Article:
Who Invented The Microscope

The question of who invented the microscope is a matter of historical debate. There isn’t 100% certainty on the microscope invention, because it was not that well documented during its time, but we know for certainty that it occured around the turn of the 17th century.

Furhermore, we are certain that that the first type of microscope invented was the most common one: the optical microscope (which contains a lens that greatly magnifies objects).

A few names regularly crop up of potential inventors who invented the microscope. There is a Dutch spectacle maker named Hans Janssen who, together with his son, was said to have originated the concept of the microscope back in 1590. Another name is Hans Lippershey who is credited with inventing the telescope (which is designed to make objects in the far distance much easier to see), and some people suggest he had a role to play in microscopics as well. But the link is not that strong.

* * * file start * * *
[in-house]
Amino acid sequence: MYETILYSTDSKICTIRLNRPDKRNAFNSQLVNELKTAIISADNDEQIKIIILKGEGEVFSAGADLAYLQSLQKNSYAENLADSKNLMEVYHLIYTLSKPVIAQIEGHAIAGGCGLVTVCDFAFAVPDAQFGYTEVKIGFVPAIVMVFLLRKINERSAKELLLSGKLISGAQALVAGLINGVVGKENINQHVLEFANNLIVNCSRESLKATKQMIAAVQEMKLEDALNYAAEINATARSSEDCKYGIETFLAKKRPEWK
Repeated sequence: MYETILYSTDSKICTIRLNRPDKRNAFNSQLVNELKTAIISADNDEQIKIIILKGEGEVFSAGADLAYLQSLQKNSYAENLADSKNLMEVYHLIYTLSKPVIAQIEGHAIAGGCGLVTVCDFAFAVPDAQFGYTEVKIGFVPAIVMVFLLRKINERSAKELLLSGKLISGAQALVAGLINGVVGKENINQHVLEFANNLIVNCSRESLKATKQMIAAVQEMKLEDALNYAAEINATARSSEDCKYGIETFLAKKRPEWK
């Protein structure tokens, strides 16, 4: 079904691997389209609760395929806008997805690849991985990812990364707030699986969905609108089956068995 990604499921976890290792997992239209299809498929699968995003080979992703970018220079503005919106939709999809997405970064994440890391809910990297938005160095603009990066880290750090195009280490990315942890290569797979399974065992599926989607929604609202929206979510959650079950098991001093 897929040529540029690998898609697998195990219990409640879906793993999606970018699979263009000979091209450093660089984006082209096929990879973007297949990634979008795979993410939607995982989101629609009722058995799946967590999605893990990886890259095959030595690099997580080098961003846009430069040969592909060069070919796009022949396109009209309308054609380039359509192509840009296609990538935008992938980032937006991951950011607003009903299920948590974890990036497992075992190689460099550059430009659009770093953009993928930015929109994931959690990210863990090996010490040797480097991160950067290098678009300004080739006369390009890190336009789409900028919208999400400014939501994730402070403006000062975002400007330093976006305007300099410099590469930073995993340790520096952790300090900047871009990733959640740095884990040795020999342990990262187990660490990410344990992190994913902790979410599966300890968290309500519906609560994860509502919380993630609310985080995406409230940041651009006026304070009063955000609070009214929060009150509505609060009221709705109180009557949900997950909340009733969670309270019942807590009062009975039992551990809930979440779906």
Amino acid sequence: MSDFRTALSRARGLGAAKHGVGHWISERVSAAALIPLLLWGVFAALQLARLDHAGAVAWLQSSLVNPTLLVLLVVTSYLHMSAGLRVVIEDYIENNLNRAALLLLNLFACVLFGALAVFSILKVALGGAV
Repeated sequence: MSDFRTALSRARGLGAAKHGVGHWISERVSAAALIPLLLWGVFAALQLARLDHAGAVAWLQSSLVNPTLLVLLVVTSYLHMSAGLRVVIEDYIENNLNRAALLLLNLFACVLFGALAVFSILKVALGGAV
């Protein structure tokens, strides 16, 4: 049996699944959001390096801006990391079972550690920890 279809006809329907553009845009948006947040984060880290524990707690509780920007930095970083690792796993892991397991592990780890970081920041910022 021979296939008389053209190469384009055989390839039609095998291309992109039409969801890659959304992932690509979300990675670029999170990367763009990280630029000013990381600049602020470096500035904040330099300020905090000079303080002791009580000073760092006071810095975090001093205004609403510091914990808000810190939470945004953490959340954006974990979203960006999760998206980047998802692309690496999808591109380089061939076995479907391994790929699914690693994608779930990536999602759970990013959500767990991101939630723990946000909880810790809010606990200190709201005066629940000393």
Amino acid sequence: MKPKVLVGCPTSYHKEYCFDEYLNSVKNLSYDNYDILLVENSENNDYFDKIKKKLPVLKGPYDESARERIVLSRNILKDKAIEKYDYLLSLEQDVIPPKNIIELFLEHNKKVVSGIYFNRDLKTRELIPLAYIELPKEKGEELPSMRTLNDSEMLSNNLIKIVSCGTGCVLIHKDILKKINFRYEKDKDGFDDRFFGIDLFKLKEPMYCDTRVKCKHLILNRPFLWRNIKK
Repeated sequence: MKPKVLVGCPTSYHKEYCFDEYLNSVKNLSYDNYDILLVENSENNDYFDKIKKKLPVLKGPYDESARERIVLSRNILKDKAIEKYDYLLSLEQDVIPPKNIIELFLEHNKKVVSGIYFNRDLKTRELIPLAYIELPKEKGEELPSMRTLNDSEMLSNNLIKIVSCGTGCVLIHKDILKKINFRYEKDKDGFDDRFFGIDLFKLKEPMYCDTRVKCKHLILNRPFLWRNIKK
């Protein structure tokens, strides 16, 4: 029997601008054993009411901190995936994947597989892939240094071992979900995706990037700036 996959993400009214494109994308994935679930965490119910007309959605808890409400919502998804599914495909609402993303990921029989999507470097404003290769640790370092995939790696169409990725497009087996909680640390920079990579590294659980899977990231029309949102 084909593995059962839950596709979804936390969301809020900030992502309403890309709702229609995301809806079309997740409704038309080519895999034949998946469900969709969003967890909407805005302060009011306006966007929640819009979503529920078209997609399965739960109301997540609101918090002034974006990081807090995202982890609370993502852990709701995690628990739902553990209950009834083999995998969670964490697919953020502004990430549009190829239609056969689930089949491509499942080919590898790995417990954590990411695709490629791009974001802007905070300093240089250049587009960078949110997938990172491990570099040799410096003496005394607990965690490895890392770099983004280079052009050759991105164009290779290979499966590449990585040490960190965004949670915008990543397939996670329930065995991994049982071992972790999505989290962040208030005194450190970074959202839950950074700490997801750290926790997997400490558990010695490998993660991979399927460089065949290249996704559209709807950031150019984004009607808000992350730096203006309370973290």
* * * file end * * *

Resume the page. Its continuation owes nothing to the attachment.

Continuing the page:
Perhaps the most famous person who invented the microscope, or should we say holds the claim to the invention, is none other than the Italian scientist Galileo Galilei. Galileo is said to be a major force behind the scientific revolution, and is sometimes referred to as the father of observational science and astronomy. In 1609 Galileo invented what he termed the ‘little eye’, which was an apparatus that made use of convex and concave lenses to view objects unseeable by the human eye. A friend of Galileo’s, a German named Giovanni Faber, termed this the ‘compound microscope’ and the name ‘microscope’ has stuck since then.

But it did not simply end then, as it took a while for the microscope to become part of scientific enquiry, research and culture. There were many more people who invented improvements to the microscope, amongst them Cornelius Drebbel, who used double lenses that were concave, Anton van Leeuwenhoek attunes the apparatus for use on biological organisms, and Ernst Abbe in the mid 1860s drastically improved the design of the microscope. Even today there are still improvements and modifications of the observational apparatus.